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Supportive housing filling Bemidji need

BEMIDJI – A single mom credits a local nonprofit with giving her the skills – and a home – as she’s worked toward achieving her life goals.

Chelsey Durant, 20, a single mother of an infant and preschooler, has been staying in one of six supportive-housing units constructed for Evergreen Youth & Family Services.

“It’s a place I can call somewhat my own for a period of time,” said Durant, who is preparing to transition to a more permanent housing program this spring. “It helped me become more independent. I’d never been independent before. Now, through Evergreen, I can go off and do these things on my own.”

Evergreen’s supportive-housing units were constructed above Evergreen’s new offices at 610 Patriot Drive NW, and were designed to serve young adults needing transitional assistance.

Supportive housing, which combines housing and services to help residents establish more stable lives, is one of several topics to be discussed next week during Evergreen’s annual conference, March 21-22 at the Sanford Center.

The conference, which started in 2006 and draws 300-some attendees, will feature more than 25 sessions this year. One of the keynote addresses will be given by Rick Klun, executive director of Center City Housing in Duluth, on “Supportive Housing & Other Harm Reduction Strategies to Support Youth & Families.”

But supportive housing is not limited to youth; it also serves adults and families.

In Bemidji, supportive housing is available at Conifer Estates, a 20-unit townhome development off of 15th St. NW, that opened in July, offering one-, two- and three-bedroom townhomes to individuals and families dealing with long-term homelessness.

“We’re trying to accommodate them all,” said Chad Nelson, with D.W. Jones, which manages the complex.

The facility has proven popular. Nelson said there is a waiting list with more than 100 potential tenants – a combination of families and individuals – who wish to occupy a unit.

“We’ve got a great bunch of service providers, which is key,” Nelson said.

Service providers include BiCAP, or Bi-County Community Action Programs, and the Leech Lake and Red Lake tribes.

Barb Meuers, tenant coordinator at the site through BiCAP, said tenants are thrilled when they get into a unit.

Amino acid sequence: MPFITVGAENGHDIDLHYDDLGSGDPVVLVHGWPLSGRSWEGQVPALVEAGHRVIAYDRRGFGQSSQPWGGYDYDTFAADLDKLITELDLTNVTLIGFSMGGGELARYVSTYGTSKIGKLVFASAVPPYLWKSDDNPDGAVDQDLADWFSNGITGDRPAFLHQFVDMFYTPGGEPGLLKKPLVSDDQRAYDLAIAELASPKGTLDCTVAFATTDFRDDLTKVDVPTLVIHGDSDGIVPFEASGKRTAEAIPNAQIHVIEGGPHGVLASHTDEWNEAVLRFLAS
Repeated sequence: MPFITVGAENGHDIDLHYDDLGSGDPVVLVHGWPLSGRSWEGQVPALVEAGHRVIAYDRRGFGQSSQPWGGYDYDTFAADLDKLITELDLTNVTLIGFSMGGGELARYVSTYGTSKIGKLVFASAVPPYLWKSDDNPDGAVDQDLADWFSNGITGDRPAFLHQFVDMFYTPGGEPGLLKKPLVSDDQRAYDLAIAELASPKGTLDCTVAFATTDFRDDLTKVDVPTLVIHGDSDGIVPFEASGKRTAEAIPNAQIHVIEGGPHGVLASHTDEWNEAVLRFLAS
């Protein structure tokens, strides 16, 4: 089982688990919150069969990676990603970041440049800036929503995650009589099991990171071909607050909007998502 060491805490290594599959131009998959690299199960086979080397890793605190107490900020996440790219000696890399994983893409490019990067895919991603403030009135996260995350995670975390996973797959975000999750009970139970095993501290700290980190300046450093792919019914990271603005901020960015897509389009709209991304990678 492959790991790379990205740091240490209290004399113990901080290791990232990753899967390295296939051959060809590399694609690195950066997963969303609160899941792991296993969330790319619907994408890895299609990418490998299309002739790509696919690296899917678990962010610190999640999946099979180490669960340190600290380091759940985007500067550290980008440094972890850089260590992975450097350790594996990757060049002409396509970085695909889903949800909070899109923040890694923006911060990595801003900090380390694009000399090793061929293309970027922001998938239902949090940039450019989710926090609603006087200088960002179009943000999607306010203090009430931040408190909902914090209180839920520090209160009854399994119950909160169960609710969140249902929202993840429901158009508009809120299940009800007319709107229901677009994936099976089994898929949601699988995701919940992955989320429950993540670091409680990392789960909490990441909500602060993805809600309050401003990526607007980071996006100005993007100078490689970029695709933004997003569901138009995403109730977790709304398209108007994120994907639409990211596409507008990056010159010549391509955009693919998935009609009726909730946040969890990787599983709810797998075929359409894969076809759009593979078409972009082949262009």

“They love Conifer,” she said. “They are full of joy, which they don’t hide.”

Meuers said staff sponsors classes, such as financial literacy and cooking on a budget, and also works with tenants to help them seek employment. A computer is available for those needing resumes, and they are notified of upcoming job fairs.

“We really like to encourage them,” Meuers said. “It’s a wonderful place with great people.”

Minnesota has more than 10,200 homeless residents, according to the 2012 Minnesota Homeless Study from the Amherst H. Wilder Foundation.

The study, available at, found 7,993 homeless people in Minnesota shelters and 2,221 homeless people not in shelters.

In northwest Minnesota, Wilder found 666 homeless people, 377 in shelters and 289 not in shelters.

Of those, 107 were young adults aged 18-21.

Durant, who previously was staying with family members, said she heard about Evergreen’s supportive housing program as she progressed through Evergreen’s independent living skills classes, which teach skills such as financial planning and budgeting, parenting skills and the responsibilities of a successful tenant.

“It’s a lot of hoops to jump through, but it’s well worth it,” she said of Evergreen’s programming.

Through Evergreen, Durant also linked up with BiCAP’s YouthBuild, which provides youth academics, leadership development and construction training. She said she should obtain her high school diploma within two months and then plans to take college courses as she pursues a degree in criminal justice or science.

“Just being involved with Evergreen, learning what they taught me, it makes me want to do bigger things,” she said. “I can do anything I want to do.”